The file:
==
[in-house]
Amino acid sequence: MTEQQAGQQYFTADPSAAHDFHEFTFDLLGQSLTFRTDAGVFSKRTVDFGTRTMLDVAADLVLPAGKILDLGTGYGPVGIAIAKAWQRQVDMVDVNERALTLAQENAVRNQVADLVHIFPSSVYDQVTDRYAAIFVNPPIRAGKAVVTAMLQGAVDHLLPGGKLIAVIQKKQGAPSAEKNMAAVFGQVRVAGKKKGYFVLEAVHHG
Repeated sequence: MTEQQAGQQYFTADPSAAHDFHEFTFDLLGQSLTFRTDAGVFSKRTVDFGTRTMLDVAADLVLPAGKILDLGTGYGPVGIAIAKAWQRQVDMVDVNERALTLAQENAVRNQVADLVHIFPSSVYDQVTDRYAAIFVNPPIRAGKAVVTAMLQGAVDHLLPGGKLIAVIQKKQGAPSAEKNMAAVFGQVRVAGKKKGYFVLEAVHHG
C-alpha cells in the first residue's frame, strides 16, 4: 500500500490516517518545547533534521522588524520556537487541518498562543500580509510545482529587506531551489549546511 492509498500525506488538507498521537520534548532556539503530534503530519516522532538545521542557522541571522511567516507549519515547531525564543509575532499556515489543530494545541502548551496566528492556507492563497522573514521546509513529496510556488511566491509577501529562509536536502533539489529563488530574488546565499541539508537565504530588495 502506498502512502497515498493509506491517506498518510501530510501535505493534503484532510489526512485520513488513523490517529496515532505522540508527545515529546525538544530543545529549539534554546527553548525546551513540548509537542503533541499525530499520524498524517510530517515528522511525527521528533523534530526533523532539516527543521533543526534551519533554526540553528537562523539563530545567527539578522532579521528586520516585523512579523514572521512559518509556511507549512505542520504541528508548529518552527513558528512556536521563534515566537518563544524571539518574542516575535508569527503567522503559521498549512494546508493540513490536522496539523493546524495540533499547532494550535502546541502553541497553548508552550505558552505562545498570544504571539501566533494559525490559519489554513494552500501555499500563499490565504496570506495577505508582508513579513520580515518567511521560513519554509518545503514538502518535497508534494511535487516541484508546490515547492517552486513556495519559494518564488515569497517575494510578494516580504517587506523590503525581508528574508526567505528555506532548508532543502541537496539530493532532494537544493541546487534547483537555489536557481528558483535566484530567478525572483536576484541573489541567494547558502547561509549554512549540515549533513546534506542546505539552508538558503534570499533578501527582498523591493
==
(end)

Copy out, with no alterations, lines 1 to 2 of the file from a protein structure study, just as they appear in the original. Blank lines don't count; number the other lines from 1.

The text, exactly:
[in-house]
Amino acid sequence: MTEQQAGQQYFTADPSAAHDFHEFTFDLLGQSLTFRTDAGVFSKRTVDFGTRTMLDVAADLVLPAGKILDLGTGYGPVGIAIAKAWQRQVDMVDVNERALTLAQENAVRNQVADLVHIFPSSVYDQVTDRYAAIFVNPPIRAGKAVVTAMLQGAVDHLLPGGKLIAVIQKKQGAPSAEKNMAAVFGQVRVAGKKKGYFVLEAVHHG